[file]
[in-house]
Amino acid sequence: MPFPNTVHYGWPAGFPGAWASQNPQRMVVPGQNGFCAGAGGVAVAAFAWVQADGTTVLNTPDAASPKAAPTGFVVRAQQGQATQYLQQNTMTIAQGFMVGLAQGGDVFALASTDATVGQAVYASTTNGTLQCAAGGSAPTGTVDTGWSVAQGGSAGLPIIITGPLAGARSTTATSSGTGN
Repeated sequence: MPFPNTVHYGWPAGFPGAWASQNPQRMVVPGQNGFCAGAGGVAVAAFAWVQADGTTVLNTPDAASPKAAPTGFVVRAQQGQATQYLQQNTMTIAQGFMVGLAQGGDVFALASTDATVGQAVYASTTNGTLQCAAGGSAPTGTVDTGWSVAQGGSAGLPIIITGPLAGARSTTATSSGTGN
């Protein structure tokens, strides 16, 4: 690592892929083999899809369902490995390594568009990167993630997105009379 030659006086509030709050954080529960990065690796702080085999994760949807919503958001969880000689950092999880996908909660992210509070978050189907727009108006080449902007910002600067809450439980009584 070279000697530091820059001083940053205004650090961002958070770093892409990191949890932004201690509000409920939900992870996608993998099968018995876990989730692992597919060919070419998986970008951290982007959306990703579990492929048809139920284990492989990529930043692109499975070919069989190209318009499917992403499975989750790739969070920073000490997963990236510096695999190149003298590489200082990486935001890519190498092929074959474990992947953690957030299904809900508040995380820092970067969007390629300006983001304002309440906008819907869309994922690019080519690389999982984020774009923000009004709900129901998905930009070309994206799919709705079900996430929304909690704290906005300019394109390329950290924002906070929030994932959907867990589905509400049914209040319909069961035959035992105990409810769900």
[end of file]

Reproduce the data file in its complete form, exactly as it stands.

[in-house]
Amino acid sequence: MPFPNTVHYGWPAGFPGAWASQNPQRMVVPGQNGFCAGAGGVAVAAFAWVQADGTTVLNTPDAASPKAAPTGFVVRAQQGQATQYLQQNTMTIAQGFMVGLAQGGDVFALASTDATVGQAVYASTTNGTLQCAAGGSAPTGTVDTGWSVAQGGSAGLPIIITGPLAGARSTTATSSGTGN
Repeated sequence: MPFPNTVHYGWPAGFPGAWASQNPQRMVVPGQNGFCAGAGGVAVAAFAWVQADGTTVLNTPDAASPKAAPTGFVVRAQQGQATQYLQQNTMTIAQGFMVGLAQGGDVFALASTDATVGQAVYASTTNGTLQCAAGGSAPTGTVDTGWSVAQGGSAGLPIIITGPLAGARSTTATSSGTGN
């Protein structure tokens, strides 16, 4: 690592892929083999899809369902490995390594568009990167993630997105009379 030659006086509030709050954080529960990065690796702080085999994760949807919503958001969880000689950092999880996908909660992210509070978050189907727009108006080449902007910002600067809450439980009584 070279000697530091820059001083940053205004650090961002958070770093892409990191949890932004201690509000409920939900992870996608993998099968018995876990989730692992597919060919070419998986970008951290982007959306990703579990492929048809139920284990492989990529930043692109499975070919069989190209318009499917992403499975989750790739969070920073000490997963990236510096695999190149003298590489200082990486935001890519190498092929074959474990992947953690957030299904809900508040995380820092970067969007390629300006983001304002309440906008819907869309994922690019080519690389999982984020774009923000009004709900129901998905930009070309994206799919709705079900996430929304909690704290906005300019394109390329950290924002906070929030994932959907867990589905509400049914209040319909069961035959035992105990409810769900």